Nato eastern flank members say they support one another
Bucharest Nine (B9), the nine Nato members constituting the bloc's eastern flank, have vowed to support each other in the event of any threat.
The leaders of B9, an organisation formed in 2015, a year after Russia's annexation of Ukrainian Crimea, met at an extraordinary summit in Warsaw on Wednesday. Their meeting was also attended by US President Joe Biden, who arrived in Poland the day before, and Nato Secretary General Jens Stoltenberg.
The Bucharest Nine signed a declaration that focused on security issues in the face of Russia's ongoing invasion of Ukraine.
"We, the Heads of State and Government of Bulgaria, the Czech Republic, Estonia, Hungary, Latvia, Lithuania, Poland, Romania and the Slovak Republic, met today one year since Russia launched its unprovoked and brutal war of aggression against Ukraine," the leaders said in the first words of the declaration.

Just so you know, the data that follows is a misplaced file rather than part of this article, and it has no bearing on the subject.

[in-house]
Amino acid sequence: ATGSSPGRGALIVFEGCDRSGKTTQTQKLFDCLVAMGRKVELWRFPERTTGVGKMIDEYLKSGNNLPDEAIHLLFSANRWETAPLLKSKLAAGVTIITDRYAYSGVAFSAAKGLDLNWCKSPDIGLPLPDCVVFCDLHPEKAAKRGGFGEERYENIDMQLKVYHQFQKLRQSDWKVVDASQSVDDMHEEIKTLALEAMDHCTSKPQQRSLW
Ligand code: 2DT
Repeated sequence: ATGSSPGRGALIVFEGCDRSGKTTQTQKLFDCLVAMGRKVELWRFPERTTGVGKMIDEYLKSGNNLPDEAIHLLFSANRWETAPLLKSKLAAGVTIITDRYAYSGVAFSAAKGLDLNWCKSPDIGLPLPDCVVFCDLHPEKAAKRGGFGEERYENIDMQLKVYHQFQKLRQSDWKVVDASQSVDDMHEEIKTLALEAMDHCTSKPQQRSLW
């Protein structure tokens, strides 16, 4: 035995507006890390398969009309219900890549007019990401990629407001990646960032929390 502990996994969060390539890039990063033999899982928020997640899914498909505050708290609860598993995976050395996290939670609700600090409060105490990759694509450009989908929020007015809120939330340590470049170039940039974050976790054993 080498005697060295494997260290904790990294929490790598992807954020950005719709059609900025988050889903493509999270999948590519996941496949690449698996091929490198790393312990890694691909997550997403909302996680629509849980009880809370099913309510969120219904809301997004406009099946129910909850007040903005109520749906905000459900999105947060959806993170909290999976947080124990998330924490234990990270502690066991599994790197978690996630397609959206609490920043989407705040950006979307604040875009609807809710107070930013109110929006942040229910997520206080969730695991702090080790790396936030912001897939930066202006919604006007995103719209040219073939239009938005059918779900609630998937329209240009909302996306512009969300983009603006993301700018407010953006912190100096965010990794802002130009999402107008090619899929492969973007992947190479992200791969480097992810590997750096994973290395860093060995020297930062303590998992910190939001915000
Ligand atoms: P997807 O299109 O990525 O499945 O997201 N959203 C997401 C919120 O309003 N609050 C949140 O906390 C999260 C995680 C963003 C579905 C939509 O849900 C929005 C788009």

They added that "Russia is the most significant and direct threat to Allied security" and vowed to "reinforce our deterrence and defense posture across the entire Eastern flank from the Baltic to the Black Sea."
The partners welcomed Finland's and Sweden's decision to join Nato as they reaffirmed their "commitment to the Open Door policy."
The B9 said they "condemn Russia's war of aggression (against Ukraine - PAP) in the strongest possible terms" and added they were "determined to sustain international pressure on Russia."
The leaders also said they would continue to support Ukraine "as long as necessary" and, in an expression of support for Kyiv's EU and Nato aspirations, pointed out that "Ukraine's future lies in Europe".
They said that despite Russia's efforts to destabilise the region, "we are stronger and more united than ever, reaffirming the enduring transatlantic bond among our nations."